Lilacs, mushrooms, roadkill, and dandelion wine 

Every year when the lilacs bloom, I think of Darryl.

Darryl is my husband’s step-dad. He is a rugged outdoors man of the wild north woods. He doesn’t even have (gasp) internet. Except for being a non smoker, he is reminiscent of the Marlboro man of old. He is tall, lean, and ruggedly handsome for a man in his early 60’s. He has a head full of thick wavy hair. He works full-time as a forklift driver. He is a hard worker and has many other side jobs such as janitor, chimney sweep, and lumberjack. In the winter, he hooks up a plow to his pick up truck to earn some extra money. In the summer, he works in his massive garden.

Darryl lives off the land. In the fall, he is a deer hunter. He even goes black powder hunting. He processes his own venison. He takes the hides from the deer and sews his own clothing. In the winter, he goes ice fishing. In summer, he fishes from his boat. Life for Darryl is simple yet satisfying.

Darryl also picks up roadkill. One time he picked up a dead raccoon off the side of the road. He threw it into a crock pot and served it to my kids telling them it was chicken. They loved it.

I have learned over the years not to eat any of Darryl’s food. He has been known to leave brats in the fridge for months then serve them. Sometimes his food has a funny taste to it. He seems to have a strong constitution though.

Darryl also makes his own wine. He never follows a recipe when he makes his wine out of unusual ingredients such as potatoes or dandelions. It doesn’t always taste the greatest and sometimes has a high alcohol content. People have been known to spend the evening sick after a few glasses. In fact, a couple of weeks ago Paul and Darryl shared a bottle of wine while out fishing. Darryl lost his balance and fell out of the boat. Then he fell several more times on his walk back home. If Darryl offers me his wine, I tell him that I am strictly a beer drinker which isn’t entirely true.

Darryl says that every year when the lilacs bloom, the morel mushrooms are ready. Morel mushrooms are a very expensive delicacy in these parts. One year, he asked us if we wanted to go mushroom hunting with him. It sounded like an adventure, so we went. We combed the woods and found a few. On the car ride home, my skin was crawling with ticks. Darryl and Paul decided to fry up their mushrooms for supper that night. I don’t like mushrooms and was a tad bit worried when they wanted to eat their find since there is a false morel mushroom which is similar but poisonous. Darryl was fixated on mushrooms for awhile and even started carving a large intricate mushroom out of wood.

By far the most interesting story I heard about Darryl happened the time that he cut his leg open with a chain saw. Now Darryl is the cheapest guy that I know. He has been known to dumpster dive or collect items that others don’t want. In fact, he is a bit of a hoarder. His house is decorated in vintage 1970’s mismatched furniture. He has two refrigerators in his kitchen, one works and the other he uses for storage. After he cut his leg with a chain saw, he was too cheap to go to the doctor to get his leg stitched up. So he did it himself. He took a needle and some fish line and sewed it right up. He could win a survival competition hands down (or even tied behind his back)!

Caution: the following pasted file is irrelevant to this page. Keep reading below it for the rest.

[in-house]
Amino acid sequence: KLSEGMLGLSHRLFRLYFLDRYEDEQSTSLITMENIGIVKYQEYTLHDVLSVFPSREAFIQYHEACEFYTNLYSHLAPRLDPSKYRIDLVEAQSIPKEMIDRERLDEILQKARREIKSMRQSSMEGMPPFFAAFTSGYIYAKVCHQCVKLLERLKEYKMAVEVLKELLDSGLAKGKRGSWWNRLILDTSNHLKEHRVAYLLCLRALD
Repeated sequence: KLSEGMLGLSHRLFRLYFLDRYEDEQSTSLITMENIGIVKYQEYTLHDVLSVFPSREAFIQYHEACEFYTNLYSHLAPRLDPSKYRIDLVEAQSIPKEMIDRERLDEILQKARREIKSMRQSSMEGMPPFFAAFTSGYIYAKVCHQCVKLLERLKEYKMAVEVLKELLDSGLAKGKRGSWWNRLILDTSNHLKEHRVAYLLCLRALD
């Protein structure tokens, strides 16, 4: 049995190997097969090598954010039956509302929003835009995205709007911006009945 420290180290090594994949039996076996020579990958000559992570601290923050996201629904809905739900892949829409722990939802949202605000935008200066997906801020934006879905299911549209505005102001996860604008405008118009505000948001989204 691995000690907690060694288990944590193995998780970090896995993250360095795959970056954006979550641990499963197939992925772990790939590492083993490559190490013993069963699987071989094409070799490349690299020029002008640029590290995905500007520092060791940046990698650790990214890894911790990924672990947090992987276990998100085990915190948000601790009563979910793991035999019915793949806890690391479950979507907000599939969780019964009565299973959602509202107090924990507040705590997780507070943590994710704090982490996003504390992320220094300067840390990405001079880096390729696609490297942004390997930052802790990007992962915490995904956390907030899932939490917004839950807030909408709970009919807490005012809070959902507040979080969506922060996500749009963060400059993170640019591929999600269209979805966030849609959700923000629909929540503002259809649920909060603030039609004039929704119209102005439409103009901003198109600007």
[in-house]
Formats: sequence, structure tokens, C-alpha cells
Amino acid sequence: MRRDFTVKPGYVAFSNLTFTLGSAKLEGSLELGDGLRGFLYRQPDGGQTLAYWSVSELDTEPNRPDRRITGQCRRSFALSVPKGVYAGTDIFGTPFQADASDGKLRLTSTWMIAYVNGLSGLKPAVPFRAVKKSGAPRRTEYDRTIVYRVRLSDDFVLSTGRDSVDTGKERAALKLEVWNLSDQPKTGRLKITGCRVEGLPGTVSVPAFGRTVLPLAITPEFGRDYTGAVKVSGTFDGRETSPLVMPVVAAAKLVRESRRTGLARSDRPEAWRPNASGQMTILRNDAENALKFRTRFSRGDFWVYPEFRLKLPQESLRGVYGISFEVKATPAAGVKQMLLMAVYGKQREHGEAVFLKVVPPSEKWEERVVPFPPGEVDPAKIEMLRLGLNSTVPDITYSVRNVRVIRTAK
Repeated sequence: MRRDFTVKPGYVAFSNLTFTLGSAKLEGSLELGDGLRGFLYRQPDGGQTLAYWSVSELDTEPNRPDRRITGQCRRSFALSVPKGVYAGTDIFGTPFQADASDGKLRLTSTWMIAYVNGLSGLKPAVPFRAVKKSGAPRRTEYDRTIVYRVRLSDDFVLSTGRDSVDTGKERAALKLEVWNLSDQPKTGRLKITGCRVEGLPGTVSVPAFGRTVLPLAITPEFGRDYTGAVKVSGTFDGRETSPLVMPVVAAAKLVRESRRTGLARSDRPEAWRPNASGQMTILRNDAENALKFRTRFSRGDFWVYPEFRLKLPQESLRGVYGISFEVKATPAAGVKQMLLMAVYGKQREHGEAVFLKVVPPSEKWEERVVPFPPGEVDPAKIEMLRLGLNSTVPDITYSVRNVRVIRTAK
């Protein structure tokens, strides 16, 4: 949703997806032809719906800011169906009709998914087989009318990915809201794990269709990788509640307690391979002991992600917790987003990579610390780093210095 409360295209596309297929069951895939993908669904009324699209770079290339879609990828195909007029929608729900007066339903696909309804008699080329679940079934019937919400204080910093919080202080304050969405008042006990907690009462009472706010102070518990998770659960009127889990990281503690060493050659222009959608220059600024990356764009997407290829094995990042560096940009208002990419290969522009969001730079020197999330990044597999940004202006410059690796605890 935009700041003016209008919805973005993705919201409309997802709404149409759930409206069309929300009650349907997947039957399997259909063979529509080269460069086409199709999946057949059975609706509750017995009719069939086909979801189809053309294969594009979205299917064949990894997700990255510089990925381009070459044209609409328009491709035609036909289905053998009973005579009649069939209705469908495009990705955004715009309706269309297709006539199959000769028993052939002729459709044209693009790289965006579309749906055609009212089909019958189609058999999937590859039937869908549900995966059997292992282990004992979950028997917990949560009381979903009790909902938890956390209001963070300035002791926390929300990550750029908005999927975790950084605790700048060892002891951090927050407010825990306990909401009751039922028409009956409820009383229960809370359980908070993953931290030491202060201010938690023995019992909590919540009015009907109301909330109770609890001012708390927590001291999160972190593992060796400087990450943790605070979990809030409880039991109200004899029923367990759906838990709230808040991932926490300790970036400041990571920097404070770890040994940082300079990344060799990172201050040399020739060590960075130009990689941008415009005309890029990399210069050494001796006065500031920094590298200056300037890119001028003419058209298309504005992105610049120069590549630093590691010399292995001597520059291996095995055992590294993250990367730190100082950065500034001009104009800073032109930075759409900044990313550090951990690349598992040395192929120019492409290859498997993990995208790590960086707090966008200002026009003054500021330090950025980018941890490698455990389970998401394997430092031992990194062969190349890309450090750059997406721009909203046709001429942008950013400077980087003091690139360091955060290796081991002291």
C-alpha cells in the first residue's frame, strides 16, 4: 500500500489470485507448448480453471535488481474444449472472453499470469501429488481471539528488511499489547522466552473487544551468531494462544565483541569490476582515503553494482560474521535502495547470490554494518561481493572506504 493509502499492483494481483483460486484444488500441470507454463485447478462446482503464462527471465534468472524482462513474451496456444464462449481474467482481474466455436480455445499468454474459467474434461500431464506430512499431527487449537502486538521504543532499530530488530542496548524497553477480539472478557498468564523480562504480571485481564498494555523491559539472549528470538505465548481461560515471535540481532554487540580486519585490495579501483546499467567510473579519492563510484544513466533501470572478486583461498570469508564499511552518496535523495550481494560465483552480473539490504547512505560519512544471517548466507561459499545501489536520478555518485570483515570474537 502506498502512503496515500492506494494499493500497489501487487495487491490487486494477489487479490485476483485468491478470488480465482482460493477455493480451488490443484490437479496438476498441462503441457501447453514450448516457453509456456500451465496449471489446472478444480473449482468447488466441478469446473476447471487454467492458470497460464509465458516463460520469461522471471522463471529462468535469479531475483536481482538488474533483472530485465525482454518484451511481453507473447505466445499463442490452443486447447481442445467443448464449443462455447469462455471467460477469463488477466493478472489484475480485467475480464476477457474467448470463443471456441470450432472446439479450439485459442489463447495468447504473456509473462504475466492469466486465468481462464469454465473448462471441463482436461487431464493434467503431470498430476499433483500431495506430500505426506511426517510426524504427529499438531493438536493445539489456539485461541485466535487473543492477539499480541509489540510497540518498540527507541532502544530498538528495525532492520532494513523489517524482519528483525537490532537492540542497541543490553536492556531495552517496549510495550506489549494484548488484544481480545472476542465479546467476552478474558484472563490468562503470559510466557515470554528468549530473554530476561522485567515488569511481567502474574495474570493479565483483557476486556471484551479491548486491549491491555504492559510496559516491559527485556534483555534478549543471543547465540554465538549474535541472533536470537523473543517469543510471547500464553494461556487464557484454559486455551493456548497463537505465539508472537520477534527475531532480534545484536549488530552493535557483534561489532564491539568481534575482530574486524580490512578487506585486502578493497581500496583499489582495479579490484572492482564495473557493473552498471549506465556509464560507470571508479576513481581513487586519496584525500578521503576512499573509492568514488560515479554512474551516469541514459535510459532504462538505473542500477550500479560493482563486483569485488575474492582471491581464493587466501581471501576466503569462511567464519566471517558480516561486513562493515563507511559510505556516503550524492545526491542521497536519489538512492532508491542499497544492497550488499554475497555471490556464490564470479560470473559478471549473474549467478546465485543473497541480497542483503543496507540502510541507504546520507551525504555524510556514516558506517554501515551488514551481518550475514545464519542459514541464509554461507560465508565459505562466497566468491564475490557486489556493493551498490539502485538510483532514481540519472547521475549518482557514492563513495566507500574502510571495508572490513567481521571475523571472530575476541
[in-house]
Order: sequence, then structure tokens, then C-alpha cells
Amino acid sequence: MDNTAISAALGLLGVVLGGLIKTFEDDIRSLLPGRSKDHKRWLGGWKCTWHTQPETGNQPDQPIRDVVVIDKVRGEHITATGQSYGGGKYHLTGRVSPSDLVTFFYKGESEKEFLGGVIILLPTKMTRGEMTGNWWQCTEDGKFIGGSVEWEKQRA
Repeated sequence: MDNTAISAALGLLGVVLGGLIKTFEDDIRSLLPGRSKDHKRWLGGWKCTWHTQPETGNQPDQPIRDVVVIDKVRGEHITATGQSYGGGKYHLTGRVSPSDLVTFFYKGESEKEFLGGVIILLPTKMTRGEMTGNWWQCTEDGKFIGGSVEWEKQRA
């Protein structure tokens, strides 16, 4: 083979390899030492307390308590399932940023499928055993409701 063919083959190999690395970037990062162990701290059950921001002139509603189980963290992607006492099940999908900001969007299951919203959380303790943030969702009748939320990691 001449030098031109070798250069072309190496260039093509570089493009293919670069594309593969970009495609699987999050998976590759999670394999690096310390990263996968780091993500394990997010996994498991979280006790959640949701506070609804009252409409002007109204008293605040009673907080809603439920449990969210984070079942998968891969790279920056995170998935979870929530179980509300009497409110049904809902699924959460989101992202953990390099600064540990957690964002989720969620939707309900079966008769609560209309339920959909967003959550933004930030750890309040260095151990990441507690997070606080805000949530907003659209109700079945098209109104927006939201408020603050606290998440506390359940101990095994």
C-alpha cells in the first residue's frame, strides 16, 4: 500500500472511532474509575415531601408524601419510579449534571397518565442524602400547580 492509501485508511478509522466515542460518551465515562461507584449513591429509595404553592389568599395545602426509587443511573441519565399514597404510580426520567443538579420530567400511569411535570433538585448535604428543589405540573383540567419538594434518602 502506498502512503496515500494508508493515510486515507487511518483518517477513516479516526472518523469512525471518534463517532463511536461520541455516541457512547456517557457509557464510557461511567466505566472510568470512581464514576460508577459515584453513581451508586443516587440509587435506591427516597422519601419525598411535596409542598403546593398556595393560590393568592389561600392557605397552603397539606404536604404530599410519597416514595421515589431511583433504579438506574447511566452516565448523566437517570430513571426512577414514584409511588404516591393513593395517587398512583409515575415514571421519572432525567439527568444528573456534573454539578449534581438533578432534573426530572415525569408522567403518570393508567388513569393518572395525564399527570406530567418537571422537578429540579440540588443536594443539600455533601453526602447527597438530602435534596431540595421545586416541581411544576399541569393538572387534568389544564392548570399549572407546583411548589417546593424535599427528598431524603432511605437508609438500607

Darryl sure is an eccentric fellow. 

 

 

The travel diaries, Nashville

A couple of years back, Paul and I went to Nashville for a business conference. The cost of airline tickets were insane. If I remember right it was around $1400 to $1500 round trip for 2. Remember that I am a cheapskate?? You should see my office equipment. I have a used printer that is probably older than my teenage kids. I have my Aunt Grace’s old desk which is older than me. I have two office chairs from the 70’s or 80’s. I have art work on the wall that was given to me as a kid painted by another deceased relative. Yes, $1400 is a lot of money for a plane ticket, so we drove instead.

On our way down from WI, we took a pit stop in Chicago to visit with some relatives. We walked along Navy Pier, but it was a cold night so we didn’t stay outside long. It cost $30 to park for one hour, if I remember right, which was way too much. We had Chicago style pizza which was absolutely awesome. It was 2 inches thick! Then we stopped to visit some friends in Kentucky. We finally meandered down to Nashville for the conference. Paul did all of the driving while I worked in the car.

The one thing I really liked about Nashville was that it was a good 10 degrees warmer than WI. We stayed at a hotel downtown that had an outside glass elevator that went really fast. Being afraid of heights, it was rather unnerving to ride in. I also asked for a room on the lowest floor. I got over this fear after several more trips with rooms on high floors. It was on this trip that we met Joe. Joe sat across from me at a table and commented that my eyes were the perfect shade of blue. He asked others if they thought that my eyes were beautiful. Now who doesn’t like a guy like that? He has great people skills and a love for adventure. We hang out with him and his coworkers at every conference. We can count on him to plan crazy and unique adventures. I am not quite sure what it is, Paul and I seem to attract eccentric or adventurous friends more often then not.

That night I checked singing in Nashville off my bucket list. Who cares if it was just karaoke? It was awesome feeling like a star for one night. From what I saw of the city, it looked rather clean. Although Joe said that he went for a walk early one morning and ended up by a deserted warehouse full of people that had him fearing for his life, but I think Joe tends to exaggerate at times.